14 quirky facts you probably didn't know about these places in Cornwall

PUBLISHED: 15:20 18 January 2019 | UPDATED: 16:34 18 January 2019

Merry Maidens. Photo credit: Roger Driscoll, Getty Images/iStockphoto

Merry Maidens. Photo credit: Roger Driscoll, Getty Images/iStockphoto

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We share 14 quirky facts about these places in Cornwall you probably didn't know about

1. Were you aware that the only Cornish town to be recorded in the Domesday Book in 1086 was Bodmin?

Gilbert monument in Bodmin. Photo credit: Goodsouls, Getty Images/iStockphotoGilbert monument in Bodmin. Photo credit: Goodsouls, Getty Images/iStockphoto

2. Cornwall has always been a favourite of the camera with its brilliant lighting and stunning vistas, however were you aware that Newquay has appeared in Pirates of the Carribean and Holywell Bay played the part of the ‘Korean beach in James Bond film, Die Another Day?

Holywell Bay. Photo credit: Mick Blakey, Getty Images/iStockphotoHolywell Bay. Photo credit: Mick Blakey, Getty Images/iStockphoto

3. Amazingly the Rainforest Biome at the Eden Project is fifty metres tall and required more than two hundred and thirty miles of scaffolding.

Eden Project. Photo credit: Getty ImagesEden Project. Photo credit: Getty Images

4. Merry Maidens, a prehistoric stone monument to rival Stonehenge is possibly the only one of its kind to have its very own bus service?

Merry Maidens. Photo credit: Roger Driscoll, Getty Images/iStockphotoMerry Maidens. Photo credit: Roger Driscoll, Getty Images/iStockphoto

5. Dating back to the 1312 and boasting classical Cornwall views, the Sloop Inn is one of the county’s oldest pubs.

The Sloop Inn. Photo credit: David Nicholls, Flickr (CC BY-NC 2.0)The Sloop Inn. Photo credit: David Nicholls, Flickr (CC BY-NC 2.0)

6. Built by Henry VIII to defend against a potential Catholic invasion, Pendennis would later be the scene of a siege in the Civil War in which 1,000 people were kept safe.

Pendennis Castle. Photo credit: Sam Cox, Flickr, (CC BY-NC-ND 2.0)Pendennis Castle. Photo credit: Sam Cox, Flickr, (CC BY-NC-ND 2.0)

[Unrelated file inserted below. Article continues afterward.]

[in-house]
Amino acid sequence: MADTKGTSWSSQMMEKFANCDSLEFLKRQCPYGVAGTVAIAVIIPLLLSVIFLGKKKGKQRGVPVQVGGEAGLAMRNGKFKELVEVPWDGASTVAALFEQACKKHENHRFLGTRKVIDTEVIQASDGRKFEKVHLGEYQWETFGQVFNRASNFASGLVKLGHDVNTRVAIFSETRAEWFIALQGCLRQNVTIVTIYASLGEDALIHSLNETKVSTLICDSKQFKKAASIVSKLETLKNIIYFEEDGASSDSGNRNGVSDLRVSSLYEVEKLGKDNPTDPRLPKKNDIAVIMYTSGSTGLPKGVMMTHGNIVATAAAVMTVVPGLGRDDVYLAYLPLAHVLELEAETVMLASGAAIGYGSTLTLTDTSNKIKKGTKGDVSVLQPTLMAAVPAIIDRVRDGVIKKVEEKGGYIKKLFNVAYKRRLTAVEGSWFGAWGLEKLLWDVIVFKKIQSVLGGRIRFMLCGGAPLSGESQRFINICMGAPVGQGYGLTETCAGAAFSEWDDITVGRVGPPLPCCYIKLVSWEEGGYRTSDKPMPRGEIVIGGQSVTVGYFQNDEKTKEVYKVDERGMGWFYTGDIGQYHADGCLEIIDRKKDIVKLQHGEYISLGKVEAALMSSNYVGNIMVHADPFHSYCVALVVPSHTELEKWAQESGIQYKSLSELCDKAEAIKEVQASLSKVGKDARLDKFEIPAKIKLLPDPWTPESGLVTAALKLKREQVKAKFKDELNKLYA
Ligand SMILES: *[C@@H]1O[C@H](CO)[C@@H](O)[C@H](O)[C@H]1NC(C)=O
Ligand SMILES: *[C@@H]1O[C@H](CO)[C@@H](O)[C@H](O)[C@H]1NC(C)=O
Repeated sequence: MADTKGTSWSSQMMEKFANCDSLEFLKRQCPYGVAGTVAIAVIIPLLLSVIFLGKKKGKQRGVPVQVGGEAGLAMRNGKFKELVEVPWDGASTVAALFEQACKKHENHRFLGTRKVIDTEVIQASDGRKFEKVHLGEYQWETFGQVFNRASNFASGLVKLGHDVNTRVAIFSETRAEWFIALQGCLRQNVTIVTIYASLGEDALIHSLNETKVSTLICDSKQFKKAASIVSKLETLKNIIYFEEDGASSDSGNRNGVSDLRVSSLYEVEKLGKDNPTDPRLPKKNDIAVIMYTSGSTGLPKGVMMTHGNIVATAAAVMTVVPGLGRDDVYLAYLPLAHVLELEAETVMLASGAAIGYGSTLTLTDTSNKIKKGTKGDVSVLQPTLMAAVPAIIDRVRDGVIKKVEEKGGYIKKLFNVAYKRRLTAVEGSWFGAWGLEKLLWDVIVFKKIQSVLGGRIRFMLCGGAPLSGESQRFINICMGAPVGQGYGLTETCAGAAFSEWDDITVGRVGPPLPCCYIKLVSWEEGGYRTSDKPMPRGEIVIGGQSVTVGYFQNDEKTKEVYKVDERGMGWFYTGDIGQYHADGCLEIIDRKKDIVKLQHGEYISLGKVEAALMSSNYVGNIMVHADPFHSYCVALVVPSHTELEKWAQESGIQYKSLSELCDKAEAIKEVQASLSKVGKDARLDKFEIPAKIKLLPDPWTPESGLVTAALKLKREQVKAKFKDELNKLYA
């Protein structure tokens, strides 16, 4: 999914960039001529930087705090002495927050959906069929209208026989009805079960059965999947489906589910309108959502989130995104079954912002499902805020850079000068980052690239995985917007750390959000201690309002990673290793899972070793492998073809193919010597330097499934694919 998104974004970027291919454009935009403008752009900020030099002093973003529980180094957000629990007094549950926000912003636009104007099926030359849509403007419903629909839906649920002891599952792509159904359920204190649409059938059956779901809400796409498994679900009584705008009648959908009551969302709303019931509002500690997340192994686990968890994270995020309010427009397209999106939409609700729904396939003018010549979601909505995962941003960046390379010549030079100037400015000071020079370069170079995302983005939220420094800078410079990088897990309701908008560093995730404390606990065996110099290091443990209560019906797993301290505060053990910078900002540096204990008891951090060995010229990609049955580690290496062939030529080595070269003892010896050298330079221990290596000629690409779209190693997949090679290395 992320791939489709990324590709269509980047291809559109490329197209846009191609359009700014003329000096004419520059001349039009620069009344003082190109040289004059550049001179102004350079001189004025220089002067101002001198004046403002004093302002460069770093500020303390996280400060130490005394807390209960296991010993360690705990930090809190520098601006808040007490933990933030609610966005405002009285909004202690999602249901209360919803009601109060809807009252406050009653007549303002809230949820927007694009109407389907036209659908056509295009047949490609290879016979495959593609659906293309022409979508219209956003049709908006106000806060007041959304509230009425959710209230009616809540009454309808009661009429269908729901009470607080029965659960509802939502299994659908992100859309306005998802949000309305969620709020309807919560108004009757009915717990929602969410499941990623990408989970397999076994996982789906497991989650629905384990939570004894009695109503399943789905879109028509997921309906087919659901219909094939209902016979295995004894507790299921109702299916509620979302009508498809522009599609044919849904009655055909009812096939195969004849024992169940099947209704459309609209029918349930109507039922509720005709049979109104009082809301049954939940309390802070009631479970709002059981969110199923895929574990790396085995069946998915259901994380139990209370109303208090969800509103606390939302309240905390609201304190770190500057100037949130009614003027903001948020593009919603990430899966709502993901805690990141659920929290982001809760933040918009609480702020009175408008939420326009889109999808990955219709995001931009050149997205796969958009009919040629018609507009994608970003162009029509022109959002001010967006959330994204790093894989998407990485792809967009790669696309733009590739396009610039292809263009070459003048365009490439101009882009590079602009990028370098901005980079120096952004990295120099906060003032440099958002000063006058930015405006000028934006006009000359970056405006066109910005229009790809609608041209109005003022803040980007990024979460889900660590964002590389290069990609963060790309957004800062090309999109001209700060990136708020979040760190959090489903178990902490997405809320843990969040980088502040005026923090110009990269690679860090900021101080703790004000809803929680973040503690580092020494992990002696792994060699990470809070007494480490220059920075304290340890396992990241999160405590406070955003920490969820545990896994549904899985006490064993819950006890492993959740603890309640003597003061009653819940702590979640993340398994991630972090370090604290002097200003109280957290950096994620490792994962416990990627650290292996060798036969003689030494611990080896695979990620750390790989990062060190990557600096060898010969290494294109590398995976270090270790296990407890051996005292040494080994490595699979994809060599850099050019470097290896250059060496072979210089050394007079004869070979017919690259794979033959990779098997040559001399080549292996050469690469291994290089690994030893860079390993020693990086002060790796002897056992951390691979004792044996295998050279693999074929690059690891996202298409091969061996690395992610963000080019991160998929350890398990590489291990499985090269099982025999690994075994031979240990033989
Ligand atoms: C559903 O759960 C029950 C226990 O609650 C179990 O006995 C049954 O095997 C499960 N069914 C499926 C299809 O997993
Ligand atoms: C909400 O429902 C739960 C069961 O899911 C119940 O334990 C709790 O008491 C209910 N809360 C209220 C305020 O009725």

7. Helford, one of Cornwall’s prettiest villages, was once the scene of a fearsome event in which thirty men broke into the Custom House and stole 126 kegs of contraband brandy!

The village of Helford. Photo credit: Peter Llewellyn, Getty Images/iStockphotoThe village of Helford. Photo credit: Peter Llewellyn, Getty Images/iStockphoto

8. The famous Logan Rock was once displaced by an over-enthusiastic naval officer determined to prove local law saying it was impossible to move wrong!

9. Apparently, there are seven quadrillion grains of sand on Perranporth Beach!

Perranporth in Cornwall. Photo credit: TheBristolNomad, Getty Images/iStockphotoPerranporth in Cornwall. Photo credit: TheBristolNomad, Getty Images/iStockphoto

10. Apparently unique to Cornwall are the mysterious networks of tunnels known as ‘fogous’ and remain a puzzle to experts. The largest known and best preserved is thought to date back to the Iron Age.

‘Fogous’. Photo credit: Jim Champion, Flickr, (CC BY-SA 2.0)‘Fogous’. Photo credit: Jim Champion, Flickr, (CC BY-SA 2.0)

11. Lizard lighthouse was first built in 1619 and the current structure dates back to 1751.

Lizard Lighthouse. Photo credit: HowardOates, Getty Images/iStockphotoLizard Lighthouse. Photo credit: HowardOates, Getty Images/iStockphoto

12. First granted a charter in 1257 by Henry III, Marazion is one of Cornwall’s oldest chartered settlements.

St. Michael's Mount, Marazion. Photo credit: mkgolder, Getty Images/iStockphotoSt. Michael's Mount, Marazion. Photo credit: mkgolder, Getty Images/iStockphoto

13. Did you know that the first pier in Mevagissey was built in 1430?

Mevagissey. Photo credit: ianwool, Getty Images/iStockphotoMevagissey. Photo credit: ianwool, Getty Images/iStockphoto

14. Did you know that Penzance was the birthplace of Sir Humphry Davy who discovered alkali and helped to discover the natures of chlorine and iodine?

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